Against the Saints, they didn't allow a sack of quarterback Alex Smith and paved the way for an offensive output that earned 417 yards.

Last week the 49ers fell victim to the young Chiefs defense which sacked Smith five times. It wasn't a good performance and Davis, a starter at right tackle, show some of his own youth in the third quarter.

Down 10-3 with the 49ers converting a third-down on their first possession of the third quarter, Davis was flagged for unnecessary roughness. Davis felt his reaction was in response to Kansas City defensive tackle Shaun Smith's roughness throughout the game.

Singletary was disappointed in how his rookie played in Week 3 and anticipates a learning curve with Davis.

"He took a step back in this game (Week 3)," said Singletary. "He didn't do a good job fundamentally. He kind of did some things that got him in trouble. He's a young kid and he has a lot to learn. Hopefully he can grow up a lot between now and Sunday."

The 49ers are tied with seven teams for the eighth-most sacks allowed in the NFL with seven. They're second in the league in how many times they've allowed their QB to be hit with 23.

The Falcons' defense is tied for seventh in the league with seven sacks and Singletary knows if his line plays like it did last week, it could be a recipe for disaster.

"I know the front for Atlanta, John Abraham in particular, are very excited to play us," Singletary said. "I just think it's important for us to be focused and continue to get our young kids acclimated and ready to do a good job blocking and protect our quarterback better."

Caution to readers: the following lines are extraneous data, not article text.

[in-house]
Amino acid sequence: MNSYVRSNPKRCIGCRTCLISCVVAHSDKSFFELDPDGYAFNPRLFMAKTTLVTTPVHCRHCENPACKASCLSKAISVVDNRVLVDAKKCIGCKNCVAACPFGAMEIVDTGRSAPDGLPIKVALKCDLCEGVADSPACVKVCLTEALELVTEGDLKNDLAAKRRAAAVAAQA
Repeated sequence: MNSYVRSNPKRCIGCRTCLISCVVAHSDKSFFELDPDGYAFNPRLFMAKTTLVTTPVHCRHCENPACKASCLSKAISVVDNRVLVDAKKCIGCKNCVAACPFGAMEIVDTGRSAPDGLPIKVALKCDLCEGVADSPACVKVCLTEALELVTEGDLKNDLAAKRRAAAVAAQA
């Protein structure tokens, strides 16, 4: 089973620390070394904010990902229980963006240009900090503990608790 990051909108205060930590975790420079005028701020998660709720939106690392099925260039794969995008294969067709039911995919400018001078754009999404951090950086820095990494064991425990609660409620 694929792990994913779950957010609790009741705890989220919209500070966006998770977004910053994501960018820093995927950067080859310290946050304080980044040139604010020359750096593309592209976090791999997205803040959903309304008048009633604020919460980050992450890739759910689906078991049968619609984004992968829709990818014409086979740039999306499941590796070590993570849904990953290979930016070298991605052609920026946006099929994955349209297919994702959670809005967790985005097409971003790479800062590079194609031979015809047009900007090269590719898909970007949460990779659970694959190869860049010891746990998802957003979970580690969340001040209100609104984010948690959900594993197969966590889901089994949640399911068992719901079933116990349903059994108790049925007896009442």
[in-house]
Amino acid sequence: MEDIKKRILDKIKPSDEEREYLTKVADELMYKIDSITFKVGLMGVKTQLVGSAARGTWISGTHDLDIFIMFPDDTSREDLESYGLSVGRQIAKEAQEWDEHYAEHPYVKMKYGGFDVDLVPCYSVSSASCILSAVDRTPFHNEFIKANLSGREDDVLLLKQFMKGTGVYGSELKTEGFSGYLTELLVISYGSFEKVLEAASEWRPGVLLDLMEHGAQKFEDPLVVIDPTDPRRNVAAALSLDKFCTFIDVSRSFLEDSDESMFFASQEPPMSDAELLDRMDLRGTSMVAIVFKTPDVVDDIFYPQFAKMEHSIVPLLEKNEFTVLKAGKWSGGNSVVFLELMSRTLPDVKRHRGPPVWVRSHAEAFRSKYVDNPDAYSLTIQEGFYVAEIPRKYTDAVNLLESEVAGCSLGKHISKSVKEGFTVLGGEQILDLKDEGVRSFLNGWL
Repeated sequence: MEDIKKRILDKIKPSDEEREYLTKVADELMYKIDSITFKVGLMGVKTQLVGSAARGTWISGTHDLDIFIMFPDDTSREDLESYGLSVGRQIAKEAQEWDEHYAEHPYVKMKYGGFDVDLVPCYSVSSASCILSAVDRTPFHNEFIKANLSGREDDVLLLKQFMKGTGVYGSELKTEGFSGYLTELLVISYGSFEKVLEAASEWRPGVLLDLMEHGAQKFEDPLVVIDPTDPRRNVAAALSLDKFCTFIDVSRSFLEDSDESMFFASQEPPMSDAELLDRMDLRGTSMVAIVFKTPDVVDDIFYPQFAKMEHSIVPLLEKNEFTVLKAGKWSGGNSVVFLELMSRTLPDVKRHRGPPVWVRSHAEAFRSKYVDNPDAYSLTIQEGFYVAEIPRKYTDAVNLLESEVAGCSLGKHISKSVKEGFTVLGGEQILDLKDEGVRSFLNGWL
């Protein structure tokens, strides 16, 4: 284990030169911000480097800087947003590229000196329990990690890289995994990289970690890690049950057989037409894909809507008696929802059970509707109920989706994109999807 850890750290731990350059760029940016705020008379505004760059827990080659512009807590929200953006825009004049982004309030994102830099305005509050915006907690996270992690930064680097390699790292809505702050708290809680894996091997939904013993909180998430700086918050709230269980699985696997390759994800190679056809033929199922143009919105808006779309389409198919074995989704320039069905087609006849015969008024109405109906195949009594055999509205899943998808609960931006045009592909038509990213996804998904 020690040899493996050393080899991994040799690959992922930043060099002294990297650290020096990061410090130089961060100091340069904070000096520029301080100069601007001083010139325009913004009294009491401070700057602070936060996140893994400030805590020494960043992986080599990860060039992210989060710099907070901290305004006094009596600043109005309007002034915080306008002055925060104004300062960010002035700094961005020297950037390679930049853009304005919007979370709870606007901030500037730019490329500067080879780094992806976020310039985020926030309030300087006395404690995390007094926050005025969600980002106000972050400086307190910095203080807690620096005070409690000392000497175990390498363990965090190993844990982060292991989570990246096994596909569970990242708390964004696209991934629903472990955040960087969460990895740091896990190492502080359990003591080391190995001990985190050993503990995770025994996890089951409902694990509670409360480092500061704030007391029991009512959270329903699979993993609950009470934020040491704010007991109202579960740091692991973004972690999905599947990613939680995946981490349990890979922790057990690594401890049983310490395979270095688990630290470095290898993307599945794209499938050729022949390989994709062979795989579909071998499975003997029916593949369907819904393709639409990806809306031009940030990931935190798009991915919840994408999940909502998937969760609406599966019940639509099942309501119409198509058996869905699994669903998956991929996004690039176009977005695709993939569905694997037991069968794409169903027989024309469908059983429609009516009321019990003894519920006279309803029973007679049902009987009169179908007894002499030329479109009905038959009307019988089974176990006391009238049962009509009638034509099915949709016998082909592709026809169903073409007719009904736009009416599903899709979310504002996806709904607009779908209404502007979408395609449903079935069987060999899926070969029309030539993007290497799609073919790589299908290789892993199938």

New coordinator in town:The 49ers will feature a new offensive coordinator Sunday when quarterbacks coach Mike Johnson assumes the role of offensive coordinator in place of the recently fired Jimmy Raye.

Smith felt Singletary made the decision that the head coach felt was best for the team after three weeks of the season and the quarterback said he and his teammates would continue to move forward.

Johnson, a former quarterback's coach in Atlanta, gave Singletary a person familiar with the personnel of the team and its abilities when he was promoted on Monday.

"I just felt comfortable with it," Singletary said. "I felt he would do a good job."

With the key components in San Francisco's offense, running back Frank Gore and tight end Vernon Davis, being focused on by Atlanta, Singletary hopes his new coordinator will be able to draw the best out of the other nine players on offense.

"I just want our offense to get on the same page," the head coach said. "I want all the players that we have, the playmakers, I want everybody to be involved. I think in one way or another, whether you're blocking or whether you're catching the ball, whatever you're doing, everybody needs to play a role. That's the most important thing for us."

Regardless of the impact others have, Gore is still the engine that makes the 49ers' offense go — on the ground and in the air.

After a 100-plus yard running effort in Week 2, he followed with a 102-yard receiving day on nine catches.

He's on pace to break his career records in yards receiving — his previous high was 485 in 2006.

Smith thinks it's nothing new for his running back to catch passes and he thinks it's a vital part of their offense.

"He's always been that," Smith said. "I don't know if he's had that reputation, but since his rookie year, second year in the league when he came in, he's led this team in catches for more than once. He's always had that in his game. I think he gets a lot of attention because he runs the ball so well between the tackles. He's a really versatile guy, I think that's why we do so much with him, but he's definitely a guy I feel comfortable throwing to."

Johnson will have the task of facing a quickly improving Atlanta defense that allows 238 yards passing per game and has only given up three passing touchdowns on the season.